Enough is enough, I thought. I got up to sit where the old woman had. “Here,” I said. I reached my hands out to her lap. Mercedes didn’t stop me. In my arms, Tita’s cries intensified. I held her up to my shoulder and whispered into her ear. “Little girl, what’s wrong?” I said. Mercedes hawked me, just as she had the old woman. I rocked Tita on my shoulder but it didn’t help. I started to sing the lyrics to “Hush Little Baby,” but a few lines in, I realized I didn’t know the next one. When I stopped, she cried louder than ever. Mercedes looked me in the eye and shook her head in exasperation. Nervously, I laughed in return. Maybe it had to do with how my body vibrated through the laugh, or maybe she’d already begun to cry herself out, but Tita’s cries began to soften. As they did, Mercedes gaped. I kept chuckling to encourage the quiet. I struggled to sustain the sincerity of the laugh, and at some point, a note of falseness entered into it. Tita’s whine revved up again. Mercedes laughed, and so did I. The pattern continued until Tita had cried herself out and fallen back asleep, and the waiter had returned with a plate of beans and rice for Mercedes. The scene attracted the stares of other diners. They smiled the universal smile of approval at the sight of a father forging a rapport with his infant child. Tita’s eyes stayed closed, and I bent my head down to her tiny face so I could avoid the sight of so many witnesses. The moment passed. I felt eyes lifting off me. When I looked back up, Mercedes and I sat unwatched with the child. Mercedes chowed down on her beans and rice, apologizing in gestures for her hunger. I waved it away and urged her to continue. She leaned back, put her hands over her belly, and sighed. I noticed her swollen fingers, her dirty dress, her tiny body folded in the embrace of the wicker. “Thank you,” she said, for the third time. From her purse she pulled out a wallet-sized card and put it on the table, a punch card for a coffee shop in New Orleans. She gestured for me to take it. I realized then that she’d expected to pay for her meal. I waved her offer away but she insisted, and so I nodded and picked up the card. Satisfied, she reached out for Tita. We stood up to exchange her. I crouched my shoulder down to her level, and as I did, I smelled the earthiness of her hair, felt her breath on my neck. I could feel myself getting an erection. Tita felt weightless as I transferred her off my shoulder and onto Mercedes. The baby secure, she sat back down in her chair. I followed suit quickly to hide myself. I scratched the whiskers on my face and looked out to the desolate square, where she’d appeared just before the rain.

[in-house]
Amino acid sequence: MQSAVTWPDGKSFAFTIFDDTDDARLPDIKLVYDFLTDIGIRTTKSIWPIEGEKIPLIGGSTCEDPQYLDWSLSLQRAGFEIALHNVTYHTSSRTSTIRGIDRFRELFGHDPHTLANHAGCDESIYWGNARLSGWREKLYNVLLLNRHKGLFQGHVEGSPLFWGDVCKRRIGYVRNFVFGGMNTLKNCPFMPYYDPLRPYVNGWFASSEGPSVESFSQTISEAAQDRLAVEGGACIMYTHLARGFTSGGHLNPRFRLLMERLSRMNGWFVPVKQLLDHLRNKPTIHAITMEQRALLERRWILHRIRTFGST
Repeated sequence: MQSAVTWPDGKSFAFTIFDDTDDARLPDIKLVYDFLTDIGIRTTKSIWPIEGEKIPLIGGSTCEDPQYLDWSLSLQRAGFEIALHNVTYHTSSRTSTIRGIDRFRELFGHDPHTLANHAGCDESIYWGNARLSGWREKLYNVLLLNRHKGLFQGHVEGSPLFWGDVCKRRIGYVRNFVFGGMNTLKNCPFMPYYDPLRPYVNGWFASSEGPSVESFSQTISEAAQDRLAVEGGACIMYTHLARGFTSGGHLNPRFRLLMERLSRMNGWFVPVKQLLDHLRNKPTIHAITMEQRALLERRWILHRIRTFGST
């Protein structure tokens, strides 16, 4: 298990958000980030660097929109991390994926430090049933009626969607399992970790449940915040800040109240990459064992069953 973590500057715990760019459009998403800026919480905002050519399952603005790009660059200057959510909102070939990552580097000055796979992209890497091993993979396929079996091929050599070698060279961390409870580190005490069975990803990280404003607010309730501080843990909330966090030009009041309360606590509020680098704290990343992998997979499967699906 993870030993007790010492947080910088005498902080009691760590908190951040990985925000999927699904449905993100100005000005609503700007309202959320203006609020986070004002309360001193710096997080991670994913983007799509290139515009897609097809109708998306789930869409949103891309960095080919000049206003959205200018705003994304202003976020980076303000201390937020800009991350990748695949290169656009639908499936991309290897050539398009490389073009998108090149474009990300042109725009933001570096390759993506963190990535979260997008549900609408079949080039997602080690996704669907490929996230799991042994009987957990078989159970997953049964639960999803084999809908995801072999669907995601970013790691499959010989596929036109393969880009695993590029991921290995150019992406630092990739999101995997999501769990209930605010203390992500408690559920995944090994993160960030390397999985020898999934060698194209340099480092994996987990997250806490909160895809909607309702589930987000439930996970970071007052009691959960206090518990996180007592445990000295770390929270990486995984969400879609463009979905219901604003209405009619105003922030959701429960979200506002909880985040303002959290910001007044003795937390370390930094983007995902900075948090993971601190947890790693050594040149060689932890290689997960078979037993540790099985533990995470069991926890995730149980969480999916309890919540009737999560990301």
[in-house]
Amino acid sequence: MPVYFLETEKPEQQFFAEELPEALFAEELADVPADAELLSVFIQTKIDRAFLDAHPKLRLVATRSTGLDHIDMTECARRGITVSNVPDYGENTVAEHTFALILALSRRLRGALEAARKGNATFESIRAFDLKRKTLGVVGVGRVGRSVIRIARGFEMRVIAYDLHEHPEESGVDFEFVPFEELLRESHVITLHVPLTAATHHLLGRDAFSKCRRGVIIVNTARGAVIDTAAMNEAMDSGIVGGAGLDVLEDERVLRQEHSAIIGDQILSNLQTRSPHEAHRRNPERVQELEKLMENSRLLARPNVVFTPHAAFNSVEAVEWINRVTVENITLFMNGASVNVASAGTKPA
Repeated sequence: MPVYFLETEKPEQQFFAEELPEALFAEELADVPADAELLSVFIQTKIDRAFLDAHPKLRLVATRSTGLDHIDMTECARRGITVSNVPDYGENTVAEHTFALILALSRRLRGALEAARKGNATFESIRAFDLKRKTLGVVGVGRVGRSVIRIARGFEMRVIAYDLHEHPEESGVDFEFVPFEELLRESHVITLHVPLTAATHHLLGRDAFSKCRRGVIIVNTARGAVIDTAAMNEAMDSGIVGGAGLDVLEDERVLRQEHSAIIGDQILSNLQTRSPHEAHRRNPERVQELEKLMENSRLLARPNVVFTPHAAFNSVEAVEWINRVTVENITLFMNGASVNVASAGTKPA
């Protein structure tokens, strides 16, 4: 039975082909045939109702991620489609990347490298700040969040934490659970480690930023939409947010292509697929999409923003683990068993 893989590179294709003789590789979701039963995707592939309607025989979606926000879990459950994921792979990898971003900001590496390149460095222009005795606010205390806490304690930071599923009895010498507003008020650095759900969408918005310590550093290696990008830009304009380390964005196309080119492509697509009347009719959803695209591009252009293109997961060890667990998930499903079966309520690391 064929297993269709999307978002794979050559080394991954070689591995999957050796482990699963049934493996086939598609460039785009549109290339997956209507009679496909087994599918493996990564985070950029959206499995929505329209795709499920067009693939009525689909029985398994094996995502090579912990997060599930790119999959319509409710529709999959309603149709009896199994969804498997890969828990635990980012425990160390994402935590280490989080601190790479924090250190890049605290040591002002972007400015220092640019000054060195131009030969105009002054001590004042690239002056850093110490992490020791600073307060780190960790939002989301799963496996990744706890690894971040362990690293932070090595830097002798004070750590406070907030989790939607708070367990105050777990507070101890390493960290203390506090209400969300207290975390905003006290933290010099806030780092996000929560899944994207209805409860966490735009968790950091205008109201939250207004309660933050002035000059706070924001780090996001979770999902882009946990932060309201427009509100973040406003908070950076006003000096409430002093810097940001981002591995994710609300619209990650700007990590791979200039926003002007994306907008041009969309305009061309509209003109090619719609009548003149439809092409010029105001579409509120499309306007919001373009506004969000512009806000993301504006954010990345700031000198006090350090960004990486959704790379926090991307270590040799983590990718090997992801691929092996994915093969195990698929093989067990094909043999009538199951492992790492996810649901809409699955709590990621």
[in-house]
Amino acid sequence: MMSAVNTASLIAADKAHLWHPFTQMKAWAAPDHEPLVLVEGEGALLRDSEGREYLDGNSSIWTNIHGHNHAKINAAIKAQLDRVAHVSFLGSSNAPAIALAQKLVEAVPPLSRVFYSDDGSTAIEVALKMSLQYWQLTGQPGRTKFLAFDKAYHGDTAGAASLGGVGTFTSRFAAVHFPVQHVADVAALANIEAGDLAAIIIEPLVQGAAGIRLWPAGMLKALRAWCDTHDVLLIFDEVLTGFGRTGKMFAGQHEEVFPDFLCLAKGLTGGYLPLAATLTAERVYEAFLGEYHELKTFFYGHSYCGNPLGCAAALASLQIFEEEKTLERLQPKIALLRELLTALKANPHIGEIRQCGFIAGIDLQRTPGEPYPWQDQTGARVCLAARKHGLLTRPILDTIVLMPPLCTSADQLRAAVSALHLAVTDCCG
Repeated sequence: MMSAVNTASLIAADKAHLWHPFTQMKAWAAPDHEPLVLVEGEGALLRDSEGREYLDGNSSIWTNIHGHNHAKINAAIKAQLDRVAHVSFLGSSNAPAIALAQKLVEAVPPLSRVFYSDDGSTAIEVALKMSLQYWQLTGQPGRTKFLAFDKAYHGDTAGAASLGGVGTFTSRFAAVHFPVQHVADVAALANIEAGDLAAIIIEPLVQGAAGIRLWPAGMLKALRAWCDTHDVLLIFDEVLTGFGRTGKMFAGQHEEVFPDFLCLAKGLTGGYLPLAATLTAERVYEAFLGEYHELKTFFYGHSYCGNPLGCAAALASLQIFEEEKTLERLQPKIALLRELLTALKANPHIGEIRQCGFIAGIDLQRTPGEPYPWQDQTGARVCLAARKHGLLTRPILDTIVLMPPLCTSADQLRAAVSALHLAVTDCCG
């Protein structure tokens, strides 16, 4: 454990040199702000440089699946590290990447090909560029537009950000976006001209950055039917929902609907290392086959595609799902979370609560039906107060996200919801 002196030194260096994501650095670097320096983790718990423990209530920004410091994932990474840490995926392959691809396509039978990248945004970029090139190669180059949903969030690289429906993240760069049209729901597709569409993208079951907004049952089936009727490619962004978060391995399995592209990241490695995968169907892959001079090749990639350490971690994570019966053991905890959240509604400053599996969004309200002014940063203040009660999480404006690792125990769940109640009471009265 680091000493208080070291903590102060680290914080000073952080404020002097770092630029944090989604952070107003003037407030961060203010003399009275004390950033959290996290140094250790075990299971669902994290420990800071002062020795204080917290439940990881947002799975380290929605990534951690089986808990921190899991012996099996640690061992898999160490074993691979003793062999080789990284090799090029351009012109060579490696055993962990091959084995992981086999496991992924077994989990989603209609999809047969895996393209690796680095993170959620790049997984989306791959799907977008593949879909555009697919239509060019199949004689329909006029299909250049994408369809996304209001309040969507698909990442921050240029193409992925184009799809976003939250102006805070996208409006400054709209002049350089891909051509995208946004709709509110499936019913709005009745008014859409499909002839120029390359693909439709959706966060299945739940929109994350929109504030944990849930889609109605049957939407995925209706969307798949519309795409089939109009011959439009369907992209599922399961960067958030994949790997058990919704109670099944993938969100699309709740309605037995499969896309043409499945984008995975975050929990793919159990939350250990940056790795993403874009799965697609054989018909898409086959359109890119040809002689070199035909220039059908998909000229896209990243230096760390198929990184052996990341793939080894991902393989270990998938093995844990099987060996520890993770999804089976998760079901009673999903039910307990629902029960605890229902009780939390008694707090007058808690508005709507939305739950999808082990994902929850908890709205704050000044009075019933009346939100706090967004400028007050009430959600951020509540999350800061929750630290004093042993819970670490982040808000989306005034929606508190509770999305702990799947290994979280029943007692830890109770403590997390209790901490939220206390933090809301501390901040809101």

“Do you know Marilyn Monroe?” I asked.
“Marilyn Monroe?” she echoed. To show she understood, she made a coy face, pinky to lip and eyes raised, then laughed at her own performance.
“I liked her in The Misfits. Do you know that one?”
“Misfits? Yes yes yes!” she exclaimed. She began to sing the lyrics to “Die, Die My Darling” in an accented English that melted me. Really, it should’ve been just a funny misunderstanding, but in a whisper she sang: Come crying to me now, baby. Your future’s in an oblong box. To the child, her meager voice became a lullaby. To me, a summons. My heart was a murmuring father telling a story, a story of what I’d be when I grew up. On the table, my coffee sat untouched in my cup, tepid from the passage of time.
-- In addition to attending Bread Loaf Writers’ Conference this August on a work-study scholarship, Manuel Sanz had stories appear in Puerto del Sol, Fifth Wednesday Journal, Chariton Review, Xavier Review, RE:AL, and other literary magazines. Sanz teaches writing at the University of Denver.